Sudden Death...

Discussion in 'New Member Introductions' started by MichelleT, Sep 20, 2014.

  1. MichelleT

    MichelleT Chillin' With My Peeps

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    Hello everyone. We became backyard chicken keepers one week ago when we welcomed 6 layers of unknown age into our backyard. One hen seemed older than the others (by a description found in our trusty book) and at first was picked on by another hen. She spent the first day hiding in the coop but by the second day was out and about with the rest.

    This morning, she was hunkered down in the nesting box, not looking well. (Last night she seemed fine.) By 9am she was shaking slightly and closing her eyes off and on. Other hens appeared to be comforting her and she would change location from nesting box to nesting box but never left the coop. At about 11am she hopped down from the box and, according to my 12 year old daughter, started flapping her wings, and then just fell forward and died. It sounded almost like a heart attack.

    Since I have very little information about her (age, etc.) other than all the chickens on the farm were vaccinated for Marek's, Newcastle and bronchitis.The other chickens all appear well and are laying about 1 egg/day. Thoughts and next steps?
     
  2. TwoCrows

    TwoCrows Show me the way old friend... Staff Member

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    Hello there and welcome to BYC! [​IMG]

    I am so sorry about your hen. [​IMG]The fact that she was spending so much time in the boxes. going from one to the other, leads me to believe she was egg bound. A stuck egg. This will kill them in short order if you don't get it to move. However the only way to truly know what the bird died of is a necropsy done by a vet. You would have had to put her in a plastic bag and put her in a frig, (not freezer) and make an appointment with the vet for an after death exam.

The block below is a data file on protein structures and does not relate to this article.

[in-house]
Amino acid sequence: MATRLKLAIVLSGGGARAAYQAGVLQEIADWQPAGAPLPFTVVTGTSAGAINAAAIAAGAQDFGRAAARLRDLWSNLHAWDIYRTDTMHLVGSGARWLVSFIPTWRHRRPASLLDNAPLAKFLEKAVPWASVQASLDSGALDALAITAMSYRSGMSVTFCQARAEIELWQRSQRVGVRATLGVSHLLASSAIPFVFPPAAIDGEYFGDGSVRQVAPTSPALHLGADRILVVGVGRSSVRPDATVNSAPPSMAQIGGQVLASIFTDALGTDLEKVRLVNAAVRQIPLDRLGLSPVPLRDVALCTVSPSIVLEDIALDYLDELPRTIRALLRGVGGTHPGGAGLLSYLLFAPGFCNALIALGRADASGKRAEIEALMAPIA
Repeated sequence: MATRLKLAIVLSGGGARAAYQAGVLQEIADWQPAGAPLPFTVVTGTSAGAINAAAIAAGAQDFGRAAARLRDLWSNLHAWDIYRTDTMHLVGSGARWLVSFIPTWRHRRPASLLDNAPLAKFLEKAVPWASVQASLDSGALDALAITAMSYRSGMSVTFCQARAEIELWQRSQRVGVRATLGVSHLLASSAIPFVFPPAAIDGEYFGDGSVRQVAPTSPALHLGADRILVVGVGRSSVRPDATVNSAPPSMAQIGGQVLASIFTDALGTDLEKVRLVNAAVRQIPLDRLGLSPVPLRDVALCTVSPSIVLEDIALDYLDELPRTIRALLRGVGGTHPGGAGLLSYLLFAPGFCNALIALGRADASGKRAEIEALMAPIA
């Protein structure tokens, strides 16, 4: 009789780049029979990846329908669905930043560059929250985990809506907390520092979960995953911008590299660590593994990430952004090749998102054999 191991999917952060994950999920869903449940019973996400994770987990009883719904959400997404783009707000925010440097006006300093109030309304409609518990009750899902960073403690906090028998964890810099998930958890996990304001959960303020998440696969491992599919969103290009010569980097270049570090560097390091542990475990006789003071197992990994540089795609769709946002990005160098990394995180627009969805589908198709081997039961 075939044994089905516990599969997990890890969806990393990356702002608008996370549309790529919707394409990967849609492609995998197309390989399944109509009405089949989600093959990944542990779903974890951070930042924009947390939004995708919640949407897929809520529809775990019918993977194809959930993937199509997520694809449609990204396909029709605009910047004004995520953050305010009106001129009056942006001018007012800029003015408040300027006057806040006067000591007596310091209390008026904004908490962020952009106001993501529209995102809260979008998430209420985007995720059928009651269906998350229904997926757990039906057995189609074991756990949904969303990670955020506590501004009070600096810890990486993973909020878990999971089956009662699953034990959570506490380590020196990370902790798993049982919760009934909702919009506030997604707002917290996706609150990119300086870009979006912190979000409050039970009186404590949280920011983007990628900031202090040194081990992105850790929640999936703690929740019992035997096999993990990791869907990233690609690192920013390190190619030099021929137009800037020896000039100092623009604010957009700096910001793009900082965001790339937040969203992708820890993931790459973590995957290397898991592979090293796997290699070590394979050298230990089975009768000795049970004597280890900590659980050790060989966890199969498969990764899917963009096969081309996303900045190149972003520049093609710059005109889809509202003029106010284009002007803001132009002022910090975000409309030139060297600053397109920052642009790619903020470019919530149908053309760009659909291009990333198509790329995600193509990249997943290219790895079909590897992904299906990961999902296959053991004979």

So make sure your birds have plenty of oystershell on the side in case they need extra, keep them on layer feed. Keep the treats down to a dull roar and never let them run out of water. This can lead to egg binding.

    Here is an nice article on egg binding and how to spot and treat it...https://www.backyardchickens.com/a/egg-binding-symptoms-treatment-and-prevention

    Enjoy your flock and again, I am sorry you lost this hen.
     
  3. MichelleT

    MichelleT Chillin' With My Peeps

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    Thanks so much for your reply. (My daughter is heartbroken... it was the first hen named and her favorite.[​IMG] She's a softie for anything living!)

    I'm reading through the article, thank you so much. A friend of mine with an urban farm says that she crunches up egg shells and feeds them to the chickens instead of oyster shell. We've been doing the same. What are your thoughts on egg shells as a calcium source?
     
  4. TwoCrows

    TwoCrows Show me the way old friend... Staff Member

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    Eggshells are an excellent source as well! As long as they are on layer feed with calcium, eggshells are great for calcium!!